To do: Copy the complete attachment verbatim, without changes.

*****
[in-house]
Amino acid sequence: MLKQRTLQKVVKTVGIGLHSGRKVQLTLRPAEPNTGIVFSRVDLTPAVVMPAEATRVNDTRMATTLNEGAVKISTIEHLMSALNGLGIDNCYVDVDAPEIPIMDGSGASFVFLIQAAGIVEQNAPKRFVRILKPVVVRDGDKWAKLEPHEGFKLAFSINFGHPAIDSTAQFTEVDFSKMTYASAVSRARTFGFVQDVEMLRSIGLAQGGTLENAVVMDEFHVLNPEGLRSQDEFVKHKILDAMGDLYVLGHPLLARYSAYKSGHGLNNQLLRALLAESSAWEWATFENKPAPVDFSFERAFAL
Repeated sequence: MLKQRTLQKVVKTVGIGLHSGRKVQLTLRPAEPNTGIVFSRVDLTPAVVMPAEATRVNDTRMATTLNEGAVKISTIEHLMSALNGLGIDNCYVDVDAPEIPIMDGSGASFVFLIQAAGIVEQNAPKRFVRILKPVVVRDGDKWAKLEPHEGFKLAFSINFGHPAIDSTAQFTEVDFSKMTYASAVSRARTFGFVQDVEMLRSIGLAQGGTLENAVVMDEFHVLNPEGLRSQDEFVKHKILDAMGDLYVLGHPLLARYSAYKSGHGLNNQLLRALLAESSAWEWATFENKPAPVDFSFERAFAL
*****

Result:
[in-house]
Amino acid sequence: MLKQRTLQKVVKTVGIGLHSGRKVQLTLRPAEPNTGIVFSRVDLTPAVVMPAEATRVNDTRMATTLNEGAVKISTIEHLMSALNGLGIDNCYVDVDAPEIPIMDGSGASFVFLIQAAGIVEQNAPKRFVRILKPVVVRDGDKWAKLEPHEGFKLAFSINFGHPAIDSTAQFTEVDFSKMTYASAVSRARTFGFVQDVEMLRSIGLAQGGTLENAVVMDEFHVLNPEGLRSQDEFVKHKILDAMGDLYVLGHPLLARYSAYKSGHGLNNQLLRALLAESSAWEWATFENKPAPVDFSFERAFAL
Repeated sequence: MLKQRTLQKVVKTVGIGLHSGRKVQLTLRPAEPNTGIVFSRVDLTPAVVMPAEATRVNDTRMATTLNEGAVKISTIEHLMSALNGLGIDNCYVDVDAPEIPIMDGSGASFVFLIQAAGIVEQNAPKRFVRILKPVVVRDGDKWAKLEPHEGFKLAFSINFGHPAIDSTAQFTEVDFSKMTYASAVSRARTFGFVQDVEMLRSIGLAQGGTLENAVVMDEFHVLNPEGLRSQDEFVKHKILDAMGDLYVLGHPLLARYSAYKSGHGLNNQLLRALLAESSAWEWATFENKPAPVDFSFERAFAL